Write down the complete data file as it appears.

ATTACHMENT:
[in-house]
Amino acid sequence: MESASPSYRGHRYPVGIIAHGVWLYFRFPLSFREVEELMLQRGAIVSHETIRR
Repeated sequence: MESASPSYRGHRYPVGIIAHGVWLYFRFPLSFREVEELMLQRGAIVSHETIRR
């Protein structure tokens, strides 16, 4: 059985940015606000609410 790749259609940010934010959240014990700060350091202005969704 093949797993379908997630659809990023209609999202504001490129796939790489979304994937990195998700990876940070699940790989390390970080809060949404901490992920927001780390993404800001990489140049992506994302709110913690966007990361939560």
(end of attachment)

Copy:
[in-house]
Amino acid sequence: MESASPSYRGHRYPVGIIAHGVWLYFRFPLSFREVEELMLQRGAIVSHETIRR
Repeated sequence: MESASPSYRGHRYPVGIIAHGVWLYFRFPLSFREVEELMLQRGAIVSHETIRR
């Protein structure tokens, strides 16, 4: 059985940015606000609410 790749259609940010934010959240014990700060350091202005969704 093949797993379908997630659809990023209609999202504001490129796939790489979304994937990195998700990876940070699940790989390390970080809060949404901490992920927001780390993404800001990489140049992506994302709110913690966007990361939560």